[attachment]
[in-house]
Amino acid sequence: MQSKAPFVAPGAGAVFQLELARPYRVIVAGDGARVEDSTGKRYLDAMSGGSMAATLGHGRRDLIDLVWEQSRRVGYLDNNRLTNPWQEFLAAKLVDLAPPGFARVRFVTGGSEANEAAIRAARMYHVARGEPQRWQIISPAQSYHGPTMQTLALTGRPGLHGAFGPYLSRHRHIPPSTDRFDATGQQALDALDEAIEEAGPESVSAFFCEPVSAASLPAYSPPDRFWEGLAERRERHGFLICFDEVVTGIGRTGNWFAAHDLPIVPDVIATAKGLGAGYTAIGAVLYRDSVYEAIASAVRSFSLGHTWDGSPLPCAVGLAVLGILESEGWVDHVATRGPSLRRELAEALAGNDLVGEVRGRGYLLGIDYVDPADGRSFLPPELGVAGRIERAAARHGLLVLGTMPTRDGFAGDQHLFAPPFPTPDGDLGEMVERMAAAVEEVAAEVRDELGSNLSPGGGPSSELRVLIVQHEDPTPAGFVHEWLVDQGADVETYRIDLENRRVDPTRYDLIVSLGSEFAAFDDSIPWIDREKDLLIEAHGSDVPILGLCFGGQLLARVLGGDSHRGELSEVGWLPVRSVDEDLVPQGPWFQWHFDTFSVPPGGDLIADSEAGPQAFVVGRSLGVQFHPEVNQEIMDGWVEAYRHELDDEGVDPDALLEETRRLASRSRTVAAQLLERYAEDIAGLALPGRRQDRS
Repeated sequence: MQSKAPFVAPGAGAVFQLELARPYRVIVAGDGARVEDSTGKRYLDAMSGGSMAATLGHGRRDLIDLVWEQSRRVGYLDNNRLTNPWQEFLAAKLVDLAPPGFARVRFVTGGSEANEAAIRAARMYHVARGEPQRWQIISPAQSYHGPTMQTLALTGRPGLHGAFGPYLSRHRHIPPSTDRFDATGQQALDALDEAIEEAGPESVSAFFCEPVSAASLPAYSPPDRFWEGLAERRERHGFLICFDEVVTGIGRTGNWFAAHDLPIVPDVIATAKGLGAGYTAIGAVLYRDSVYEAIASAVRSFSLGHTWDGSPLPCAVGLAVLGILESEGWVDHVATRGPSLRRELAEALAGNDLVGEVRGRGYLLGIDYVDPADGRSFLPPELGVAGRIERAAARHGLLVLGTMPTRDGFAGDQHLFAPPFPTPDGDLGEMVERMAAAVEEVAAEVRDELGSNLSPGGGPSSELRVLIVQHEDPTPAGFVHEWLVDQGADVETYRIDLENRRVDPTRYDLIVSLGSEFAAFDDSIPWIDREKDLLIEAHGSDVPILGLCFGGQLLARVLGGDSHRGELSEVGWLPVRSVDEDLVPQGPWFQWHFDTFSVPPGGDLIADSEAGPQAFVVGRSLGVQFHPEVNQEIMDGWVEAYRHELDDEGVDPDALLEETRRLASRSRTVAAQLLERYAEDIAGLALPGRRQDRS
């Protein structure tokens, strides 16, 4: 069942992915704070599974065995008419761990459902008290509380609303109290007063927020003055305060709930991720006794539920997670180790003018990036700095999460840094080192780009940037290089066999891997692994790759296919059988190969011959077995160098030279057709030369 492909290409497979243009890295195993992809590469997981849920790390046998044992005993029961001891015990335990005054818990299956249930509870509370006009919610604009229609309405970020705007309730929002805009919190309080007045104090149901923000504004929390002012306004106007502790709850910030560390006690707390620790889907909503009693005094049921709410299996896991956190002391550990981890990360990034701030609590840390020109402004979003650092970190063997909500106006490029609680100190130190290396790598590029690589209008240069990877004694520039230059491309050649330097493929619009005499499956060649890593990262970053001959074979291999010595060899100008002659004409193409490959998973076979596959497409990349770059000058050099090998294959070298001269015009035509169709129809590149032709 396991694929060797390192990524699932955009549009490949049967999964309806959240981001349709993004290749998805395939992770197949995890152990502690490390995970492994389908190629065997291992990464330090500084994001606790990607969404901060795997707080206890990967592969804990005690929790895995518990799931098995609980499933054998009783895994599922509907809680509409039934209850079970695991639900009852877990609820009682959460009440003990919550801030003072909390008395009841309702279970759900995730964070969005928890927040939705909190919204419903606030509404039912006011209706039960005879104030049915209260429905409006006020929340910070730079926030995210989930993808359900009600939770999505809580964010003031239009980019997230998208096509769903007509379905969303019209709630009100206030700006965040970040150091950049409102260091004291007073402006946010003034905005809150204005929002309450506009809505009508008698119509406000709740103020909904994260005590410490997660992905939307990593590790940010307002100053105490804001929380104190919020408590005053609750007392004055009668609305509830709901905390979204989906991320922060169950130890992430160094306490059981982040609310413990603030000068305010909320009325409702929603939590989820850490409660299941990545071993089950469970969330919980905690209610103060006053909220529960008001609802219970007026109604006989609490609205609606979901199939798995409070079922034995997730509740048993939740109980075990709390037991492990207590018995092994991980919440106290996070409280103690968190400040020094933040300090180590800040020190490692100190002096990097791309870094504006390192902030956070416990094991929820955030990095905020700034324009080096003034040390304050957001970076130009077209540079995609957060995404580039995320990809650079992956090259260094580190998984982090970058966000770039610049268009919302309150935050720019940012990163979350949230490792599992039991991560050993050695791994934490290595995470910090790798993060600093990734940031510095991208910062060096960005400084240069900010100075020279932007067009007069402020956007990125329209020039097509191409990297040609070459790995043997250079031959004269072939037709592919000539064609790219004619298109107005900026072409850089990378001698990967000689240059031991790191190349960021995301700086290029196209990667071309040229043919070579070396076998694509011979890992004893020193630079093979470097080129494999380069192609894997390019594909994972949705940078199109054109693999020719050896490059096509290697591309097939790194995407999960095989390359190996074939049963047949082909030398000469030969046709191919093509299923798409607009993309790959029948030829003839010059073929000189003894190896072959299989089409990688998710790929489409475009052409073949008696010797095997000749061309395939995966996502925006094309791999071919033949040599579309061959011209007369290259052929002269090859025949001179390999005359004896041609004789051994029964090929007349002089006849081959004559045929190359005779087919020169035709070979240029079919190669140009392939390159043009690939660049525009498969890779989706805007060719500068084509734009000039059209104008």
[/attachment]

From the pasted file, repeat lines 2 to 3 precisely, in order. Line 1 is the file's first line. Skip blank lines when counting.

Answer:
Amino acid sequence: MQSKAPFVAPGAGAVFQLELARPYRVIVAGDGARVEDSTGKRYLDAMSGGSMAATLGHGRRDLIDLVWEQSRRVGYLDNNRLTNPWQEFLAAKLVDLAPPGFARVRFVTGGSEANEAAIRAARMYHVARGEPQRWQIISPAQSYHGPTMQTLALTGRPGLHGAFGPYLSRHRHIPPSTDRFDATGQQALDALDEAIEEAGPESVSAFFCEPVSAASLPAYSPPDRFWEGLAERRERHGFLICFDEVVTGIGRTGNWFAAHDLPIVPDVIATAKGLGAGYTAIGAVLYRDSVYEAIASAVRSFSLGHTWDGSPLPCAVGLAVLGILESEGWVDHVATRGPSLRRELAEALAGNDLVGEVRGRGYLLGIDYVDPADGRSFLPPELGVAGRIERAAARHGLLVLGTMPTRDGFAGDQHLFAPPFPTPDGDLGEMVERMAAAVEEVAAEVRDELGSNLSPGGGPSSELRVLIVQHEDPTPAGFVHEWLVDQGADVETYRIDLENRRVDPTRYDLIVSLGSEFAAFDDSIPWIDREKDLLIEAHGSDVPILGLCFGGQLLARVLGGDSHRGELSEVGWLPVRSVDEDLVPQGPWFQWHFDTFSVPPGGDLIADSEAGPQAFVVGRSLGVQFHPEVNQEIMDGWVEAYRHELDDEGVDPDALLEETRRLASRSRTVAAQLLERYAEDIAGLALPGRRQDRS
Repeated sequence: MQSKAPFVAPGAGAVFQLELARPYRVIVAGDGARVEDSTGKRYLDAMSGGSMAATLGHGRRDLIDLVWEQSRRVGYLDNNRLTNPWQEFLAAKLVDLAPPGFARVRFVTGGSEANEAAIRAARMYHVARGEPQRWQIISPAQSYHGPTMQTLALTGRPGLHGAFGPYLSRHRHIPPSTDRFDATGQQALDALDEAIEEAGPESVSAFFCEPVSAASLPAYSPPDRFWEGLAERRERHGFLICFDEVVTGIGRTGNWFAAHDLPIVPDVIATAKGLGAGYTAIGAVLYRDSVYEAIASAVRSFSLGHTWDGSPLPCAVGLAVLGILESEGWVDHVATRGPSLRRELAEALAGNDLVGEVRGRGYLLGIDYVDPADGRSFLPPELGVAGRIERAAARHGLLVLGTMPTRDGFAGDQHLFAPPFPTPDGDLGEMVERMAAAVEEVAAEVRDELGSNLSPGGGPSSELRVLIVQHEDPTPAGFVHEWLVDQGADVETYRIDLENRRVDPTRYDLIVSLGSEFAAFDDSIPWIDREKDLLIEAHGSDVPILGLCFGGQLLARVLGGDSHRGELSEVGWLPVRSVDEDLVPQGPWFQWHFDTFSVPPGGDLIADSEAGPQAFVVGRSLGVQFHPEVNQEIMDGWVEAYRHELDDEGVDPDALLEETRRLASRSRTVAAQLLERYAEDIAGLALPGRRQDRS